Apple CEO Steve Jobs, on medical leave since January, emerged Monday at Apple's Worldwide Developers Conference in San Francisco to debut the next generations of the Mac OS X and iOS operating systems.
"Today it is all about software," Jobs said after taking the stage to enthusiastic applause from the 5,200 conference attendees. "If the hardware is the brain and sinew of our products, the software in them are its soul. Today we are going to talk about software."
Apple took the wraps off a new release of its Mac OS X operating system that powers its desktop and laptop computers, and a new version of the iOS software that powers the company's widely popular iPhone and iPad devices.
Mac OS X Lion, which sports more than 250 new features and enhancements, will be generally available next month with a $29.99 price tag. The iOS 5 mobile operating system boasts 200 new features and is currently available as a beta for developer program members.
The new "iOS 5 has some great new features, such as Notification Center, iMessage and Newsstand and we can't wait to see what our developers do with its 1,500 new APIs," Jobs said. But he added that its "paramount feature" is its ability to work with Apple's new iCloud service for storing content such as documents and music online.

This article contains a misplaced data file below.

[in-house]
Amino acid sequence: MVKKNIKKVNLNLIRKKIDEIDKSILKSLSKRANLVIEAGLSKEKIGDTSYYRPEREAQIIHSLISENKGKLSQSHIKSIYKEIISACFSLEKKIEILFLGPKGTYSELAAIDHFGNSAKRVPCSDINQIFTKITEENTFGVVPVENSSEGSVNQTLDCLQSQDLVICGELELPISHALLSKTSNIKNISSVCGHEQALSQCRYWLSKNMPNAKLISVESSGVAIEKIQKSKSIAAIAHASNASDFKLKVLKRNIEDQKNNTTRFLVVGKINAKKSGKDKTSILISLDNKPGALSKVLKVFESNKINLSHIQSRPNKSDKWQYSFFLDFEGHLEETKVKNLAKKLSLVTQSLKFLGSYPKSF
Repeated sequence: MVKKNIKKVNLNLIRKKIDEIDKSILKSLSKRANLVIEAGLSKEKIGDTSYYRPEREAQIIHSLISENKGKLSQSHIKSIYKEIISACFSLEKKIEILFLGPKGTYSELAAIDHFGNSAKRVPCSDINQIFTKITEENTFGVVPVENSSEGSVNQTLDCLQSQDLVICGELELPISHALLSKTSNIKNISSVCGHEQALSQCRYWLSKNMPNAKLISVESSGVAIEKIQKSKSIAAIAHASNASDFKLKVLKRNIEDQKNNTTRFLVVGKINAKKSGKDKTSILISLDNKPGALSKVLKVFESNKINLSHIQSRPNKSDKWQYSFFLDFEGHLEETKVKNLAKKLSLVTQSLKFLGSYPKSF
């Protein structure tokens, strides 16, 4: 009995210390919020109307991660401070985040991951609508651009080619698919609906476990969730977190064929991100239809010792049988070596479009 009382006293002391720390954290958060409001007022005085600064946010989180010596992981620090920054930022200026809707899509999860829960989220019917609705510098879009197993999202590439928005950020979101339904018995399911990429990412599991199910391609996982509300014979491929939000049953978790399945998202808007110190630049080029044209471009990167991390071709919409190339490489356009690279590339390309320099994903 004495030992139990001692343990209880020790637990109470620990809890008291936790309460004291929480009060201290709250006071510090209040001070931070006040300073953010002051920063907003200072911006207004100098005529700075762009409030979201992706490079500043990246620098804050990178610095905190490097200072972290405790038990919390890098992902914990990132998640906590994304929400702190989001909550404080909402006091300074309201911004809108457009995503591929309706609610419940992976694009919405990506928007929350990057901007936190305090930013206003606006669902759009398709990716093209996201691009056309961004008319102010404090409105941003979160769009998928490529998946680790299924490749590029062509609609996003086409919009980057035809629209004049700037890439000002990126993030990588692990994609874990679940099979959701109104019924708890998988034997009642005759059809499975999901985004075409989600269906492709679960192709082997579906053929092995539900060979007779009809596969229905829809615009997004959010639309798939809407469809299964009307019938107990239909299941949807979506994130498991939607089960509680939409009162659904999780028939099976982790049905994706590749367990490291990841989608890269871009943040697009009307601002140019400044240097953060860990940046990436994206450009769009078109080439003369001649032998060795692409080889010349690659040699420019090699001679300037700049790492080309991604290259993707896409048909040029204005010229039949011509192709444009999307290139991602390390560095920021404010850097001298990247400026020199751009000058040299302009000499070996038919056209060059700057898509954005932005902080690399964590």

Apple has sold 25 million iPads and more than 14 billion applications have been sold through the company's App Store, Scott Forstall, senior vice president of iPhone software, said in detailing what's new in iOS 5.
The Notification Center lets device owners know when they have text or e-mail messages, calendar alerts, and missed calls. Newsstand aggregates users' digital newspaper and magazine subscriptions into one location. The new iMessage feature adds the functionality of iPhone messaging to all iOS devices, including the iPad and iPod touch. And the iOS 5 system now provides built-in Twitter integration.
Apple executives also said the new iOS release will let iPhone and iPad users set up the devices right out of the box, rather than first connecting them to a PC -- an announcement that brought sustained applause.
The new Mac OS X Lion brings to the desktop many of the same multi-touch gestures found on the iPhone and iPad devices. The new software also provides support for full-screen applications, resolving a long-running complaint that Mac apps lack the ability to run full screen.
The new Mission Control feature lets user see at a glance everything that's running on their Mac. And LaunchPad let's Mac desktop and laptop users quickly launch applications the way they now can on iOS devices.